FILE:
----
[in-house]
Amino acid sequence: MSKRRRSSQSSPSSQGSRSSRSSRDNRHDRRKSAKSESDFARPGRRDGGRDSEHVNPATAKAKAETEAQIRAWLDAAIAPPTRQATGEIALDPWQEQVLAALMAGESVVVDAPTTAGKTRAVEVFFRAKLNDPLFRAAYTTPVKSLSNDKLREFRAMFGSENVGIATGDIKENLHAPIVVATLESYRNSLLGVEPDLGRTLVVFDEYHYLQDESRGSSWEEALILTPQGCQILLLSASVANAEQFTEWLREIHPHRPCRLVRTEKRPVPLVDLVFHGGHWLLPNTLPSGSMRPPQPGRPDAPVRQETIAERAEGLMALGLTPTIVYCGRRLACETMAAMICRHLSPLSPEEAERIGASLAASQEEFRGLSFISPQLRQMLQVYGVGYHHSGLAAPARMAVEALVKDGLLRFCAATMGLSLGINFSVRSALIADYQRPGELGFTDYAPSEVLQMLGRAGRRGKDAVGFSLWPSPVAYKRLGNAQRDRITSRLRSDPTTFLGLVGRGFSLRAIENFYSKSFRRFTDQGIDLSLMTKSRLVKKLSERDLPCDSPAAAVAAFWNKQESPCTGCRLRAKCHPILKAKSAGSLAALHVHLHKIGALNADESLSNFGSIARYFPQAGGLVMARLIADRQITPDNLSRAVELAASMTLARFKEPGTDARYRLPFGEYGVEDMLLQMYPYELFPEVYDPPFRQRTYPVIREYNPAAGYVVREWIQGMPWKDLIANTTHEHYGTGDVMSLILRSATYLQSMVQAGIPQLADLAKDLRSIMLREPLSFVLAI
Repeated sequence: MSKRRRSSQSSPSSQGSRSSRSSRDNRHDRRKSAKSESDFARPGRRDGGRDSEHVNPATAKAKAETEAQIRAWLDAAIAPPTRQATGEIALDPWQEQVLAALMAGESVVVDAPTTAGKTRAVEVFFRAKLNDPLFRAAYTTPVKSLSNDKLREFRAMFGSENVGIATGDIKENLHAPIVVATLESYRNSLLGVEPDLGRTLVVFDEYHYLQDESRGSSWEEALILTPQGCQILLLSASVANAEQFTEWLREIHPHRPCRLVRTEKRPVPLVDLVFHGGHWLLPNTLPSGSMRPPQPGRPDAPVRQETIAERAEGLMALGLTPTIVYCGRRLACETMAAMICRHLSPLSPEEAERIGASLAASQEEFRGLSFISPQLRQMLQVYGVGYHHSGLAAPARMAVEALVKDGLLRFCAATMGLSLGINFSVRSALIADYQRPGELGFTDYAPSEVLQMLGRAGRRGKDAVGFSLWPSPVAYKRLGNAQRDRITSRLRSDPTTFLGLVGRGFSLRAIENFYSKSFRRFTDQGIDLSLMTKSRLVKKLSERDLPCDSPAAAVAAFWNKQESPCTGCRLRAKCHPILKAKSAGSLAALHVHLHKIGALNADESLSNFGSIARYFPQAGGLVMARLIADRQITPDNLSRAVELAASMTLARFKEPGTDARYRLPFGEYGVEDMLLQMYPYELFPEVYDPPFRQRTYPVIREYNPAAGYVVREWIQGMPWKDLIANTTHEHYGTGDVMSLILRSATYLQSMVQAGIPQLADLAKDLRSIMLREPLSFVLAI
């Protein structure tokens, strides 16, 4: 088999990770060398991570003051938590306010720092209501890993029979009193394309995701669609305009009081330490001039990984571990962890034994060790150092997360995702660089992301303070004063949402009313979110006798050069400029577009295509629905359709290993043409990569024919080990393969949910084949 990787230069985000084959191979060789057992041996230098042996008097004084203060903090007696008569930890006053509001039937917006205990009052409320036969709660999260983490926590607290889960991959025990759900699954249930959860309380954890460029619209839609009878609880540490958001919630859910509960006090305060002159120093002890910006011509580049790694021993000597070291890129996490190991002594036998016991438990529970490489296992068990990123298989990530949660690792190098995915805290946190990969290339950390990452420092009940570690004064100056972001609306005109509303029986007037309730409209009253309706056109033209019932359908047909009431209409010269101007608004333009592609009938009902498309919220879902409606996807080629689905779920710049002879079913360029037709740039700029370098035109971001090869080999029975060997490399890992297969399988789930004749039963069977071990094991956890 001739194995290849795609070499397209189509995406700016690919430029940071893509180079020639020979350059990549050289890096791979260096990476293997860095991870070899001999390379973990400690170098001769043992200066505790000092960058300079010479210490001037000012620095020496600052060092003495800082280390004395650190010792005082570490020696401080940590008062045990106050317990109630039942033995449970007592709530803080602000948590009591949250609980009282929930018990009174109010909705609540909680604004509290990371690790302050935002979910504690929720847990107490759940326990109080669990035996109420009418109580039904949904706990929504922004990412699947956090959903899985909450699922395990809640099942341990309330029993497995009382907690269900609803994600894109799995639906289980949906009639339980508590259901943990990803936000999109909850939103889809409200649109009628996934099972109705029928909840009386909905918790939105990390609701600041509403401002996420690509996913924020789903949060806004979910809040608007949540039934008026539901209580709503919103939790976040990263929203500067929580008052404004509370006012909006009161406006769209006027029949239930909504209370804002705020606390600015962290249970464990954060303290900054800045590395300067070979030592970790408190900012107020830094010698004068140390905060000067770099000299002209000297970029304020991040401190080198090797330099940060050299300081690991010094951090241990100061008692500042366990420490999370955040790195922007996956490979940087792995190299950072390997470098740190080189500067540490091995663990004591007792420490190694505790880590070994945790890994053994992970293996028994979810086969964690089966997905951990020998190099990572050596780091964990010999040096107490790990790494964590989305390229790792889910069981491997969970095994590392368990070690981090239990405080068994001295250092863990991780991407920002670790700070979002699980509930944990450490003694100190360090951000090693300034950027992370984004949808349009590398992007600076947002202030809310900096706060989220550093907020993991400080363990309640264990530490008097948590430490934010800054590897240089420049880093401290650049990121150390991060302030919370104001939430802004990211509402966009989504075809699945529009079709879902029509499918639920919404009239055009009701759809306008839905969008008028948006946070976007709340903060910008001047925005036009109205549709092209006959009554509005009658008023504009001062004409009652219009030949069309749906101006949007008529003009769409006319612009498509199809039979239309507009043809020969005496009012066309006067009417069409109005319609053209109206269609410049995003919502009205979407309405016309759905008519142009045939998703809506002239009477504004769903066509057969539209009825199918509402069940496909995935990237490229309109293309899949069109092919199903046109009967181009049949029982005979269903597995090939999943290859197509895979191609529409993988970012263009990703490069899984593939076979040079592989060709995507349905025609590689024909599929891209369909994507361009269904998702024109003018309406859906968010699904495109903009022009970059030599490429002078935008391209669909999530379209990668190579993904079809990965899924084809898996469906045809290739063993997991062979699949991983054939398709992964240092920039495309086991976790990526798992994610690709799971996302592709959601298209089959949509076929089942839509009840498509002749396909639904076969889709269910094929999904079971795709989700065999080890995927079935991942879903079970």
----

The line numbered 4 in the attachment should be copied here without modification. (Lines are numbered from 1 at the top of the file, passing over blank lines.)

């Protein structure tokens, strides 16, 4: 088999990770060398991570003051938590306010720092209501890993029979009193394309995701669609305009009081330490001039990984571990962890034994060790150092997360995702660089992301303070004063949402009313979110006798050069400029577009295509629905359709290993043409990569024919080990393969949910084949 990787230069985000084959191979060789057992041996230098042996008097004084203060903090007696008569930890006053509001039937917006205990009052409320036969709660999260983490926590607290889960991959025990759900699954249930959860309380954890460029619209839609009878609880540490958001919630859910509960006090305060002159120093002890910006011509580049790694021993000597070291890129996490190991002594036998016991438990529970490489296992068990990123298989990530949660690792190098995915805290946190990969290339950390990452420092009940570690004064100056972001609306005109509303029986007037309730409209009253309706056109033209019932359908047909009431209409010269101007608004333009592609009938009902498309919220879902409606996807080629689905779920710049002879079913360029037709740039700029370098035109971001090869080999029975060997490399890992297969399988789930004749039963069977071990094991956890 001739194995290849795609070499397209189509995406700016690919430029940071893509180079020639020979350059990549050289890096791979260096990476293997860095991870070899001999390379973990400690170098001769043992200066505790000092960058300079010479210490001037000012620095020496600052060092003495800082280390004395650190010792005082570490020696401080940590008062045990106050317990109630039942033995449970007592709530803080602000948590009591949250609980009282929930018990009174109010909705609540909680604004509290990371690790302050935002979910504690929720847990107490759940326990109080669990035996109420009418109580039904949904706990929504922004990412699947956090959903899985909450699922395990809640099942341990309330029993497995009382907690269900609803994600894109799995639906289980949906009639339980508590259901943990990803936000999109909850939103889809409200649109009628996934099972109705029928909840009386909905918790939105990390609701600041509403401002996420690509996913924020789903949060806004979910809040608007949540039934008026539901209580709503919103939790976040990263929203500067929580008052404004509370006012909006009161406006769209006027029949239930909504209370804002705020606390600015962290249970464990954060303290900054800045590395300067070979030592970790408190900012107020830094010698004068140390905060000067770099000299002209000297970029304020991040401190080198090797330099940060050299300081690991010094951090241990100061008692500042366990420490999370955040790195922007996956490979940087792995190299950072390997470098740190080189500067540490091995663990004591007792420490190694505790880590070994945790890994053994992970293996028994979810086969964690089966997905951990020998190099990572050596780091964990010999040096107490790990790494964590989305390229790792889910069981491997969970095994590392368990070690981090239990405080068994001295250092863990991780991407920002670790700070979002699980509930944990450490003694100190360090951000090693300034950027992370984004949808349009590398992007600076947002202030809310900096706060989220550093907020993991400080363990309640264990530490008097948590430490934010800054590897240089420049880093401290650049990121150390991060302030919370104001939430802004990211509402966009989504075809699945529009079709879902029509499918639920919404009239055009009701759809306008839905969008008028948006946070976007709340903060910008001047925005036009109205549709092209006959009554509005009658008023504009001062004409009652219009030949069309749906101006949007008529003009769409006319612009498509199809039979239309507009043809020969005496009012066309006067009417069409109005319609053209109206269609410049995003919502009205979407309405016309759905008519142009045939998703809506002239009477504004769903066509057969539209009825199918509402069940496909995935990237490229309109293309899949069109092919199903046109009967181009049949029982005979269903597995090939999943290859197509895979191609529409993988970012263009990703490069899984593939076979040079592989060709995507349905025609590689024909599929891209369909994507361009269904998702024109003018309406859906968010699904495109903009022009970059030599490429002078935008391209669909999530379209990668190579993904079809990965899924084809898996469906045809290739063993997991062979699949991983054939398709992964240092920039495309086991976790990526798992994610690709799971996302592709959601298209089959949509076929089942839509009840498509002749396909639904076969889709269910094929999904079971795709989700065999080890995927079935991942879903079970």